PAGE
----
What Is a Real Estate Dealer?
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What's the Difference Between a Real Estate Dealer and a Real Estate Investor?
The IRS defines a real estate dealer as one who buys and sells real estate in the “ordinary course of their trade or business.”
The distinction between a real estate dealer and a real estate investor is an important distinction with the IRS that will have a big impact on how much you end up paying in taxes for each real estate deal you do.
For example, a real estate investor enjoys a more favorable tax position by avoiding the self-employment tax applied to a real estate dealer’s profits.
It does not mean the tax situation is all bad for real estate dealers. Some tax benefits apply to those who deal in real estate as opposed to investing in it.
It’s important to note that someone can be both an investor and a dealer at the same time. Under the Internal Revenue Code, each property is looked at on a standalone basis. In other words, a real estate investor can have a portfolio of rental properties and still be considered a dealer with regard to a property they bought and subsequently flipped.
Tax Implications for a Real Estate Dealer
A real estate dealer pays regular income tax—up to 37%—on profits generated from the sale of a property. In addition, dealers pay a self-employment tax of 15.3% (the Schedule SE adjustment, however, puts it at an effective rate of 14.13%). By contrast, real estate investor profits are taxed as capital gains, and they are not subject to the self-employment tax.
Real estate dealers also lose the ability to depreciate property held for future sale and to defer taxes using a 1031 exchange.
Finally, a real estate dealer’s status affects the ability to offer installment sales. If a real estate dealer finances the sale of a property, taxes are due on the entire gain in the year when the sale occurred even if the dealer receives the income in the future (see IRS Publication 537). On the other hand, if a real estate investor offers to finance the sale of a property, the income from the sale is reported in the year it is received.
On the other side of the ledger, the IRS treats expenses such as commissions, legal and accounting fees, and marketing and advertising as regular business deductions for real estate dealers. They can also deduct any loss as normal business loss, and the amount is not capped at $3,000 as it is for investment properties. Real estate dealers can deduct the entire loss in the year it occurs or they can deduct it over time as a net operating loss.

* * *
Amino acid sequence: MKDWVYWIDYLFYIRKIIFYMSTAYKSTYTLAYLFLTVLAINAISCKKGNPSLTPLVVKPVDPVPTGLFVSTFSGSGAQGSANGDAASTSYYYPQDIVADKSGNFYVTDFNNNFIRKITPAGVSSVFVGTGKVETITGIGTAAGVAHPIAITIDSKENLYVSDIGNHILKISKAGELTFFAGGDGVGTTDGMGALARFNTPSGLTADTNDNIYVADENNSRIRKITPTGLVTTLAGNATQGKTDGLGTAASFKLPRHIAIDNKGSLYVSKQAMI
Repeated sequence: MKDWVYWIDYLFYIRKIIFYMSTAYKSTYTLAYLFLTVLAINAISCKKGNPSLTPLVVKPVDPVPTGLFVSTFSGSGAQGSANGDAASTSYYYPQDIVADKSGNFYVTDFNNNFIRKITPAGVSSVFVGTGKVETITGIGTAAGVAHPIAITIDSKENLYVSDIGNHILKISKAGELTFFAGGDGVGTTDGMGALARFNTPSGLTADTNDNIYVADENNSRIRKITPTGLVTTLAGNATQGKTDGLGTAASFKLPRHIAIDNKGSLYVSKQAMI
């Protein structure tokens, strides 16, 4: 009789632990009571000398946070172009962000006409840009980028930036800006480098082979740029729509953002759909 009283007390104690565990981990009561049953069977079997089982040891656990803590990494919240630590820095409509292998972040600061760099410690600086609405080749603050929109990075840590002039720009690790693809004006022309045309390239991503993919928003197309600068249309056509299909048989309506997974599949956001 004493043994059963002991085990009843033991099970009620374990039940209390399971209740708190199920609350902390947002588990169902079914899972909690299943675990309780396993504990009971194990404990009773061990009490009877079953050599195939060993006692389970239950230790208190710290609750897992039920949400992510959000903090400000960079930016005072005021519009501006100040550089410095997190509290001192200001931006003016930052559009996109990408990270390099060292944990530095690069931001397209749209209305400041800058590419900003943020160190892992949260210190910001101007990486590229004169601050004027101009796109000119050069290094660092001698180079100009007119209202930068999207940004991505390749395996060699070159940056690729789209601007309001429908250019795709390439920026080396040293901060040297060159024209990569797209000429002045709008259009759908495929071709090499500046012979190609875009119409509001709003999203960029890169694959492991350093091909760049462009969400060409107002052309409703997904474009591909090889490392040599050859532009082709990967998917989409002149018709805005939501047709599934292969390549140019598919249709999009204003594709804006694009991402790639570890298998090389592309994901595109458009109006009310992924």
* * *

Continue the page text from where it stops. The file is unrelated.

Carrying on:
Tax Comparison on $100,000 Gain From Sale of Property
|Real Estate Dealer||Real Estate Investor|
|Income tax (top rate 37%) = $37,000||Long-term capital gains tax (top rate 20%) = $20,000|
|Self-employment tax (14.13%) = $14,130||No self-employment tax|
|Total taxes due = $51,130||Total taxes due = $20,000|
In the example above, if the IRS classifies the investor as a dealer concerning the property, the tax burden is $31,130 higher than if they were classified as an investor. In addition, the investor has the option of using a 1031 exchange to defer taxes on the sale.
How to Qualify as a Real Estate Dealer for Tax Purposes
The IRS rules for real estate dealer status are broad; they focus on intent and point-of-sale attributes. In other words, if an investor buys a property with the intent of selling it, they will be a real estate dealer for that property.
Some tax professionals suggest that the number of properties a person buys and sells in a year determines their real estate dealer status. This idea is not entirely accurate because the IRS looks specifically at intent, as the Goldberg case proves.
Nathan Goldberg was involved in a business that built rental homes during World War II. For three years, Goldberg held the homes as investment properties, but when the war ended, so did the need for small rental units. The following year, Goldberg sold 90 homes.
The Fifth Circuit tax court ultimately decided that, despite the large number of property sales, Goldberg was not a real estate dealer. He was a real estate investor due to his intent—to build and hold the property as an investment.
So while the IRS will consider the overall number of properties bought and sold in a given year to determine dealer status, it will always look to establish the owner’s intent for the property.
Other Factors That Determine Real Estate Dealer Status
Beyond intent, other factors can contribute to real estate dealer status:
- The manner of acquisition. Property acquired as a result of inheritance or foreclosure of a mortgage is usually treated as an investment.